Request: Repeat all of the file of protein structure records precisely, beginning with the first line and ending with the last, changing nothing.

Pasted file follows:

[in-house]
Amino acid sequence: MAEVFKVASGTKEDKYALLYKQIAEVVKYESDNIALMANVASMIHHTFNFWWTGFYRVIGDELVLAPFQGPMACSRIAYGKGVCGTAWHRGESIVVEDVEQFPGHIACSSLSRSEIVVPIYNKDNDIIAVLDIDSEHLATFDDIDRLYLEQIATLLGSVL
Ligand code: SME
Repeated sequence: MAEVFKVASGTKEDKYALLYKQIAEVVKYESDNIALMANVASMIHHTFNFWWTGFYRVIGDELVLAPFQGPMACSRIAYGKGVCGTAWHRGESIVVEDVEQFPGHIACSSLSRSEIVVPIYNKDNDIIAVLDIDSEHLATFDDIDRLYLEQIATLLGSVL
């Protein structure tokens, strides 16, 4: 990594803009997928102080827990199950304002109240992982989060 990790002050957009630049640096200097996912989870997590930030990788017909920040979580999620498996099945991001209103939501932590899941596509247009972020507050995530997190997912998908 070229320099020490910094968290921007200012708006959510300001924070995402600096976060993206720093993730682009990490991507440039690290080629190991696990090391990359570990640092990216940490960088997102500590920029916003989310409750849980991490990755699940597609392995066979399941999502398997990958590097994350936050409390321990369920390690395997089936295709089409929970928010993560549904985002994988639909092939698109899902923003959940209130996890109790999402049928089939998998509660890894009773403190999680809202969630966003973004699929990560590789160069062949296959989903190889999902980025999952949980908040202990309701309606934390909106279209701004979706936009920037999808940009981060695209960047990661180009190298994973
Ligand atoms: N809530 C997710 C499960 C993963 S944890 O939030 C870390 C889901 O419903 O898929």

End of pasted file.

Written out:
[in-house]
Amino acid sequence: MAEVFKVASGTKEDKYALLYKQIAEVVKYESDNIALMANVASMIHHTFNFWWTGFYRVIGDELVLAPFQGPMACSRIAYGKGVCGTAWHRGESIVVEDVEQFPGHIACSSLSRSEIVVPIYNKDNDIIAVLDIDSEHLATFDDIDRLYLEQIATLLGSVL
Ligand code: SME
Repeated sequence: MAEVFKVASGTKEDKYALLYKQIAEVVKYESDNIALMANVASMIHHTFNFWWTGFYRVIGDELVLAPFQGPMACSRIAYGKGVCGTAWHRGESIVVEDVEQFPGHIACSSLSRSEIVVPIYNKDNDIIAVLDIDSEHLATFDDIDRLYLEQIATLLGSVL
């Protein structure tokens, strides 16, 4: 990594803009997928102080827990199950304002109240992982989060 990790002050957009630049640096200097996912989870997590930030990788017909920040979580999620498996099945991001209103939501932590899941596509247009972020507050995530997190997912998908 070229320099020490910094968290921007200012708006959510300001924070995402600096976060993206720093993730682009990490991507440039690290080629190991696990090391990359570990640092990216940490960088997102500590920029916003989310409750849980991490990755699940597609392995066979399941999502398997990958590097994350936050409390321990369920390690395997089936295709089409929970928010993560549904985002994988639909092939698109899902923003959940209130996890109790999402049928089939998998509660890894009773403190999680809202969630966003973004699929990560590789160069062949296959989903190889999902980025999952949980908040202990309701309606934390909106279209701004979706936009920037999808940009981060695209960047990661180009190298994973
Ligand atoms: N809530 C997710 C499960 C993963 S944890 O939030 C870390 C889901 O419903 O898929």